They provide this number every month, actually it’s updated daily, so you could go daily and look at it, but I only do it once a month. So you could look at this number. It also provides a couple of other numbers, one is where you stand in your network for their social selling index, and where you stand in your industry. What they’re doing is they’re measuring things like how well you’re connecting with the right people in your industry, how you’re building your brand, the kind of engagement you’re getting, so the more active you are on LinkedIn connecting with the right people, sharing their information, posting yourself, that kind of thing, then the bigger that social selling index number will be. So for effectiveness on LinkedIn I think that that’s a pretty good gauge of how well we’re doing on LinkedIn.

Another thing that we do track for some clients is if they have an email list, which I do encourage everyone to have, and they are providing me with access to this, we will track the number of subscribers they have to that email list, and part of what I do for my social media work for them is send out periodic messages on all of their networks inviting people to subscribe to that list. So hopefully we’re seeing those numbers rise as well.

Joel: Besides for the report they get, if they like, a monthly phone call. How does that work? Do you give them time to review the report before the phone call? How long is the call, what kind of things do you cover?

Sue: Yes, it is a once a month call, of course if a client needs to talk at any other time, more than happy to do that, but usually we set up this once a month call for within a few days after they get their monthly reports so they’ve had a chance to look at that.

The call is anywhere from fifteen to thirty minutes depending on how much there is to talk about. We usually review that report and if they have questions about why a number looks low or some other questions we can discuss that. We might discuss what seemed to work that month and how we could continue that or what seem not to work that month and why we should drop it, new strategies that might be effective for them, and also this is a good time for me to find out from them if they have anything new going on that I can use in my social media marketing. Did they post a new article somewhere outside of their blog and not yet send me the link? Do they have an event coming up? Are they doing a workshop speaking? A book signing? Those kinds of things that I can then find out and make sure that I include that my social media marketing.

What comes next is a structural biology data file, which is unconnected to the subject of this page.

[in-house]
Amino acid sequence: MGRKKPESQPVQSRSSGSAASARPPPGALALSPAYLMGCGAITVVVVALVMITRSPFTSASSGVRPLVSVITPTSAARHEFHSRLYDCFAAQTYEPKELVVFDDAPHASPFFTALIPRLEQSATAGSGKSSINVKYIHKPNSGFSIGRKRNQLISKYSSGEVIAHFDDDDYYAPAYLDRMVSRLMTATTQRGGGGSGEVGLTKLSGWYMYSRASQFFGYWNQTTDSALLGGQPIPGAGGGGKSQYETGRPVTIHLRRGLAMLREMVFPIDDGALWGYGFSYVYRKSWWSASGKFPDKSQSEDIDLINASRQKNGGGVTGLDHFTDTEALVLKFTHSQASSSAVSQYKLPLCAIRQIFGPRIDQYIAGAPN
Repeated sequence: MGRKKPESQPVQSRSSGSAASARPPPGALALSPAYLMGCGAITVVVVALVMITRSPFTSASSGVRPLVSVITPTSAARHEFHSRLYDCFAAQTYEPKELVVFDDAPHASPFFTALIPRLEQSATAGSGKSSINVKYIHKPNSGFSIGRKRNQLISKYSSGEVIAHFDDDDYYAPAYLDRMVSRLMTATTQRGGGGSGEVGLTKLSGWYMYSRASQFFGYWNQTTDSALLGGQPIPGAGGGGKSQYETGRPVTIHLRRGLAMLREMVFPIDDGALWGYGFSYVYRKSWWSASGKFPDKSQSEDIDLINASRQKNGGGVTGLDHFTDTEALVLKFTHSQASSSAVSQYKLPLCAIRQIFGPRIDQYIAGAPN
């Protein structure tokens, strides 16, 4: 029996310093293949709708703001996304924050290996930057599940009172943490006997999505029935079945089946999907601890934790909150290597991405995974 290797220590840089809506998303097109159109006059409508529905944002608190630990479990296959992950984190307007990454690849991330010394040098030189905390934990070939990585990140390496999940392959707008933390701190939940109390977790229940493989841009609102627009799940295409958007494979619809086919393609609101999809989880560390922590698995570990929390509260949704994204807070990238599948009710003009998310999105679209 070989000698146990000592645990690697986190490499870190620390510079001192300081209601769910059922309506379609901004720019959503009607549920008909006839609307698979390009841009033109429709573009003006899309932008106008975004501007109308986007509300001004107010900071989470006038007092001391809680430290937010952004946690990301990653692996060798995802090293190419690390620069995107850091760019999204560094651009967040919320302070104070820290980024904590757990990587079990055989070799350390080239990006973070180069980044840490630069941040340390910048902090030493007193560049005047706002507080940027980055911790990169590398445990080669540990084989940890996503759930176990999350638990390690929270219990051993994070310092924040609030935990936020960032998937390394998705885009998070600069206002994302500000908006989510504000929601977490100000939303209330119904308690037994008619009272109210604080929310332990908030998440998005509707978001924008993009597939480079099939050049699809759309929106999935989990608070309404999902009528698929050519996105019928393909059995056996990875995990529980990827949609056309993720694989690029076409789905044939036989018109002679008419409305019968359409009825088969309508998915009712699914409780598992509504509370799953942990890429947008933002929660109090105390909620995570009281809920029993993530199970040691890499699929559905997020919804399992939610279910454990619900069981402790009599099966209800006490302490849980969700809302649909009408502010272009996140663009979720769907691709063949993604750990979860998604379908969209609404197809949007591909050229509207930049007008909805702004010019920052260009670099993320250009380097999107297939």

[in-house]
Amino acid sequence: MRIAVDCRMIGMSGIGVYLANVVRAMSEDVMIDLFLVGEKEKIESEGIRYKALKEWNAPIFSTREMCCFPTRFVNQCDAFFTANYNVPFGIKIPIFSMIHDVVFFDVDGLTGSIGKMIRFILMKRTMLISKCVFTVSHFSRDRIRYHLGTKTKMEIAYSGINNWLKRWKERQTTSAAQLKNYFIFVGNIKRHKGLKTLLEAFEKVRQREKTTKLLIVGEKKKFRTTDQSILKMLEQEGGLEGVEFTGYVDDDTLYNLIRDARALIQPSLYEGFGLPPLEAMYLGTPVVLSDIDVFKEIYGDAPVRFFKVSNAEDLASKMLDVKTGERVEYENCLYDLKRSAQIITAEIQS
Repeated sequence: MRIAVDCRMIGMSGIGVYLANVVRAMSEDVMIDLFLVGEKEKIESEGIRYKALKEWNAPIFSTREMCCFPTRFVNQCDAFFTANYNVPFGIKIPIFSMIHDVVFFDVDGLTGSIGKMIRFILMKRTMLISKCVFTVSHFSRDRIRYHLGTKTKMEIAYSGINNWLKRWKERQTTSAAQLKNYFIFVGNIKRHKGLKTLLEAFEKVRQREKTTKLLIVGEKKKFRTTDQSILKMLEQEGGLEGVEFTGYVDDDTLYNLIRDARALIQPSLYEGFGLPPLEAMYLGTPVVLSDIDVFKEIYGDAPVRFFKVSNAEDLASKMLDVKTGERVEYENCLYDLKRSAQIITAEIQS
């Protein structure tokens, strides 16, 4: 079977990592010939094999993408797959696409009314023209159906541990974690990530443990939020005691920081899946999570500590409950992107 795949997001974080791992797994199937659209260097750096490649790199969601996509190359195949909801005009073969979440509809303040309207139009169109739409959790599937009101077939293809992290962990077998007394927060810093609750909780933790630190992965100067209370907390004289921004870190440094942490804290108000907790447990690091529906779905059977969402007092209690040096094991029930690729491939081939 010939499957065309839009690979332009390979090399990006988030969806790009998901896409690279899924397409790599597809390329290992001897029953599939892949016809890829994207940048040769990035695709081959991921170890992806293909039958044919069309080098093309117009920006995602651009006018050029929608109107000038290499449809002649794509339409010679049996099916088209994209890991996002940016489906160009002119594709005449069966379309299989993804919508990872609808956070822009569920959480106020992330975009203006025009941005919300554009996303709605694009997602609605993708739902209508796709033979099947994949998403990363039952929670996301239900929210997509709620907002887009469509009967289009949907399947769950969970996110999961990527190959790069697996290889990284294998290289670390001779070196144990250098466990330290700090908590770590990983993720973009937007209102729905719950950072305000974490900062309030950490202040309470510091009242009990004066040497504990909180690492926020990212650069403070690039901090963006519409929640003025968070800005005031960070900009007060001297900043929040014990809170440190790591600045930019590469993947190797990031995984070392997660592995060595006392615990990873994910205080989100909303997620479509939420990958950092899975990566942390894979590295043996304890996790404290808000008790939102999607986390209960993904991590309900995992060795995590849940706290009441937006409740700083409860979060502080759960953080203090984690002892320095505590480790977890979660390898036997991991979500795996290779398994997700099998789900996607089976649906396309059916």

Joel: That makes me think of a report I’d love to create. This is a fantasy of course. I’d like all our clients to create a report of what they did this month. Did they write any blog posts, have they contacted other people, what are they doing? I know that the greatest thing that these authors can do, besides hiring Ausoma to do this part of the business, is to engage for themselves. A blog with regularly updated content. Guest posts, podcasts, being out there doing things gives Ausoma material to then promote. So if authors, who we assume are comfortable writing, create material beyond their book, that really helps drive their marketing, and it makes your work more effective.

Sue: Yes it does. And I have some clients that are really good at that, and others it’s like pulling teeth.

Joel: Search engines love fresh content. And the social media platforms respond better to fresh content. Some messages are worth repeating, as you said you send out a subscribe to my newsletter message on all the networks regularly, and there’s no reason to try to get really creative with that. It’s just a reminder I have a newsletter, if you’re not on it you should be. But fresh messages make a big difference after a while your followers will notice if they’re seeing the same content rehashed.

Sue: Exactly.

Joel: I am a big proponent of fresh content.

Sue: Yes.

Joel: And speaking of fresh, maybe we’ll talk about that after this call…

A free report every month included with the Pro and Dream packages, outlining growth on all of their social networks, and any other custom numbers that they give you access to create, and a phone call to discuss questions to explain any of the information, and to discuss strategies and tactics to make sure that everyone’s heading the same direction.

Sue: Yes.

Joel: That’s another service that Ausoma offers.

Well, this has been fun, as always. Thank you for joining me.

Sue: And me.

Joel: Oh I was thanking you for joining me. We’re going to thank them for joining us but I’m thanking you for joining me.

Sue: Well thank you for help doing this.

Joel: I can speak, and you seem to be able to answer direct questions okay.

So this is Joel.

Sue: And Sue.

Joel: We are Ausoma.

Sue: Author’s social media marketing.

Joel: Helping you to be social and get noticed. And we’ll do this again next month. Bye!

Sue: Bye!